The ITV drama chief says the five-year plan will see the unit he runs established as one of the biggest – possibly the biggest – drama independent in the US (aside from Lionsgate, which is often labelled as a ‘mini-major’).
“We have a creative platform: the team; the pods and producers under deals; the operating companies in the US; the British production companies and talent that we have access to, and the IP we can look at through ITV; and that essentially drives an organic build-out,” he says.
“We’re not expected to deliver one hit; it’s about delivering a portfolio of shows. The endgame is to build ITV Studios America to a leading indie studio within five years.”
ITV is a UK-listed business and, as such, its Stateside ambitions have both a British and an international flavour.
Maigret is helping Maria Kyriacou and her international team build a scripted business not just in the US, but around the world, and advising on the creation of a global drama television operation.
“The explosion in the drama landscape is also happening outside the US,” says Maigret. “For example, there is a growing opportunity for UK-US coproduction, and Nordic-French, and German drama is gaining more traction locally and internationally. That feeds into ITV Studios’ global strategy.
“We have a better shot than most of competitors to do some exciting things, and establish a global creative network in scripted television – we are focused on allowing talent and ideas to cross borders, and developing a number of projects from international scripted formats.”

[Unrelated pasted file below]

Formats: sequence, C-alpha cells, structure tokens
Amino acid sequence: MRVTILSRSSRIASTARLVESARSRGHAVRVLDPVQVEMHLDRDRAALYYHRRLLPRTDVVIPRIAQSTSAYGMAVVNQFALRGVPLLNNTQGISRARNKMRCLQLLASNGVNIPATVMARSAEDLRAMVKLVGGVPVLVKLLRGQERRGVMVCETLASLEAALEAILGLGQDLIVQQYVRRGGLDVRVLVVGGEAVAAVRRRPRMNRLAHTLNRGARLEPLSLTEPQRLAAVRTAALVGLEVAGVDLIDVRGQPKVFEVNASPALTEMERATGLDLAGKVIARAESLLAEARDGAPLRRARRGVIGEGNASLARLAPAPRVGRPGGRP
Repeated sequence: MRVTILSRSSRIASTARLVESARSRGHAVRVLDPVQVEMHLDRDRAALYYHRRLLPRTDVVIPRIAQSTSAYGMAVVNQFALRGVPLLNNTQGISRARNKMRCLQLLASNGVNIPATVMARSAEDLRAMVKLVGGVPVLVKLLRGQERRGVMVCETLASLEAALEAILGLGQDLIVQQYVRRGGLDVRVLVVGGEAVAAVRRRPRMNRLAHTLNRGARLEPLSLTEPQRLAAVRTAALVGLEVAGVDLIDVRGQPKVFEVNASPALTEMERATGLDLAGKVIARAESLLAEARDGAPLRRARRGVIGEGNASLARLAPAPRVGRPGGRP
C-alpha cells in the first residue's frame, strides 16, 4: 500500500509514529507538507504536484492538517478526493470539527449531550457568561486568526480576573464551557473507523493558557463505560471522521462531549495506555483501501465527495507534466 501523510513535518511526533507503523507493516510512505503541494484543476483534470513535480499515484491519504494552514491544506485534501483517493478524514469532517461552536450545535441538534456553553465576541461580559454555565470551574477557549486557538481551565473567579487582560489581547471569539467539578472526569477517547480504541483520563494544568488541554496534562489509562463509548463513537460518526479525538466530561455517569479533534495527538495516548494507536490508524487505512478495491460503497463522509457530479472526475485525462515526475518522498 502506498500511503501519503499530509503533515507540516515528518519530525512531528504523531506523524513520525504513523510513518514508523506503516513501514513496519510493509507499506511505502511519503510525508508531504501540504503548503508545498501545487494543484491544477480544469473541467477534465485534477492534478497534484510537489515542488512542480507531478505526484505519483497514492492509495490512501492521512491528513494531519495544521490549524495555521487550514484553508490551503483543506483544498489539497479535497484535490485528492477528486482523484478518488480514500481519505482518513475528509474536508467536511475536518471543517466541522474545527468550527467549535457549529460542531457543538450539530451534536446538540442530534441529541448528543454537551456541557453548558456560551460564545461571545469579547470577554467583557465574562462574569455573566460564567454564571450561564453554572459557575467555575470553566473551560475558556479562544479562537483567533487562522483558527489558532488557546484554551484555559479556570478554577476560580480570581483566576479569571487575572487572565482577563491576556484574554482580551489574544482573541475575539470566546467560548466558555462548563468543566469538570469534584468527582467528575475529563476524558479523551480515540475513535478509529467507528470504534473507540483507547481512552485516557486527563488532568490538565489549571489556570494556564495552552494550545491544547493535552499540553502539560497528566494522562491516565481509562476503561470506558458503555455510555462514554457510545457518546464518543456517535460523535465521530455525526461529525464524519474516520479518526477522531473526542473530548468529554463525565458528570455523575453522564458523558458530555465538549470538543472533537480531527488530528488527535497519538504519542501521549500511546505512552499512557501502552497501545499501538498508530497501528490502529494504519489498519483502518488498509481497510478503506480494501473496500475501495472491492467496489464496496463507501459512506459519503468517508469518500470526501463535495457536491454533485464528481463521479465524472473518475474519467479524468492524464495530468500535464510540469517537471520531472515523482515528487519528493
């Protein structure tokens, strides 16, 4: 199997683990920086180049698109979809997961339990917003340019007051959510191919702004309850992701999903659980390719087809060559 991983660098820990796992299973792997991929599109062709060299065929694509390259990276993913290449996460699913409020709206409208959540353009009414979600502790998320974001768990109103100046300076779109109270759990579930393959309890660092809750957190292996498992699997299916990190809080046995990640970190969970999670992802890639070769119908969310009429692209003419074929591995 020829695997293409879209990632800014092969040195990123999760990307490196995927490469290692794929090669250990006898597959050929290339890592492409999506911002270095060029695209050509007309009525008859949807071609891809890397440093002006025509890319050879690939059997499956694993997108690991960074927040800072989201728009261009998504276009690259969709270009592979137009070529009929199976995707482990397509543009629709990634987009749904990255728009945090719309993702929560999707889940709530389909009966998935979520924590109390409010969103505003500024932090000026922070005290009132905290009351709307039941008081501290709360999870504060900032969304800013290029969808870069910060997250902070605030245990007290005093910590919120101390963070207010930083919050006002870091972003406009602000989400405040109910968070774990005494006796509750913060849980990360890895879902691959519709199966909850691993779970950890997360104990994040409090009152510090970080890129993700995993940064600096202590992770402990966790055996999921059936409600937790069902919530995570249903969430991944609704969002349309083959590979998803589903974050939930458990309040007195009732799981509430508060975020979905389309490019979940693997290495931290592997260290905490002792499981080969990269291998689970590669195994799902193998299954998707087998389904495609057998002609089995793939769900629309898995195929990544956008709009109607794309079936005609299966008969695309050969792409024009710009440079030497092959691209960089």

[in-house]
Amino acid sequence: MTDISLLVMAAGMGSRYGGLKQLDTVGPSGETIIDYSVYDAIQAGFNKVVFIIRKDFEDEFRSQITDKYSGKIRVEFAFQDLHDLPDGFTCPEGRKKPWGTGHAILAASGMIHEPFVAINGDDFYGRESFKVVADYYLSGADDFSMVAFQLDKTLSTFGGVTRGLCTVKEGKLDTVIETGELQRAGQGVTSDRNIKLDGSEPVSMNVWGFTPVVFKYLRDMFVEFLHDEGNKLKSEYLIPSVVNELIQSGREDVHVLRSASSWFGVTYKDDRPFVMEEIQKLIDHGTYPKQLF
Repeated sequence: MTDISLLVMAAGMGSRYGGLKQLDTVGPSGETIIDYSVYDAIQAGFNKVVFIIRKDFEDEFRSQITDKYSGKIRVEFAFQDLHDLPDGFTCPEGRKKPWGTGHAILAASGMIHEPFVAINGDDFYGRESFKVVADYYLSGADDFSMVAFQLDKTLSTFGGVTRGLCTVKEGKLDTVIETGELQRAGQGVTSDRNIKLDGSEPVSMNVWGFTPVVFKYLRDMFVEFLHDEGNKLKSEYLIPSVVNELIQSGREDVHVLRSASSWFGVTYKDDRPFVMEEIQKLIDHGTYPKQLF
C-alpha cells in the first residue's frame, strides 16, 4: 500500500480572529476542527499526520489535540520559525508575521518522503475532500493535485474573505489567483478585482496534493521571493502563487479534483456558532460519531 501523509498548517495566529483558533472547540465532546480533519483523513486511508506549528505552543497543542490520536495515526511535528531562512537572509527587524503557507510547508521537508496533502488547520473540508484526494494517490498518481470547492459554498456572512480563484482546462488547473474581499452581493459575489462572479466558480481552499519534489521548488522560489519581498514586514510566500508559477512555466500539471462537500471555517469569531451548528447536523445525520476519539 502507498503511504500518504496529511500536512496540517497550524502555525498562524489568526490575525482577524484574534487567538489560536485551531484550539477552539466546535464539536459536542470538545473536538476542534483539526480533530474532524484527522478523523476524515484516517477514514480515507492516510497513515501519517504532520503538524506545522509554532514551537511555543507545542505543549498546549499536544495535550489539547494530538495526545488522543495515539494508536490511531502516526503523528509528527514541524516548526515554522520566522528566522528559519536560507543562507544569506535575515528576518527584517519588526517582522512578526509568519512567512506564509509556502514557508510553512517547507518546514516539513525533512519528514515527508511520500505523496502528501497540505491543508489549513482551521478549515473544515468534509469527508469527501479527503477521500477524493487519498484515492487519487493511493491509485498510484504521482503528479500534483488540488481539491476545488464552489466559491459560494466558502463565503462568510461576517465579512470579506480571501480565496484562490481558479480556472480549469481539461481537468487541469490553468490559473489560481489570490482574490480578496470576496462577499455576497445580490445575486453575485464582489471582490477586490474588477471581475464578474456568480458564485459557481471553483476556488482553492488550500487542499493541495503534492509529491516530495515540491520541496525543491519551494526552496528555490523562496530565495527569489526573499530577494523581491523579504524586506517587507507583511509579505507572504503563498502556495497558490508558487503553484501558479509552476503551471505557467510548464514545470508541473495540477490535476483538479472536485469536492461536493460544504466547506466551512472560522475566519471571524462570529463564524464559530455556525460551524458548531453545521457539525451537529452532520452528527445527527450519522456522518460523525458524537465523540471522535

As well as The Street, it is shopping Nordic series Jordskott into the US, although not, as has been reported, for Amazon Prime Video. It is also working with 42, the UK talent agency and producer, on a new drama for US cable net WGN America, and developing other projects with them.
US-UK cooperation also makes sense at a time when talent is so in demand. “In such an expanded marketplace the demand for commercially proven creative talent is at an all-time high,” Maigret says. “That is clearly an unprecedented opportunity for writers, directors, actors and key below-the-line talent. “When all established directors, writers and showrunners are busy, British talent becomes very, very appealing.”
Commercially, US channels are also keen on Brits. “We have the relationships with established producers and talent in the UK at a time when more and more American networks are eager to work with non-American talent,” the ITV scripted boss says.
There is also scope for US-UK co-development. “Obviously there are international companies affiliated to ITV Studios, and we are discussing co-development as well as format adaptations,” Maigret says.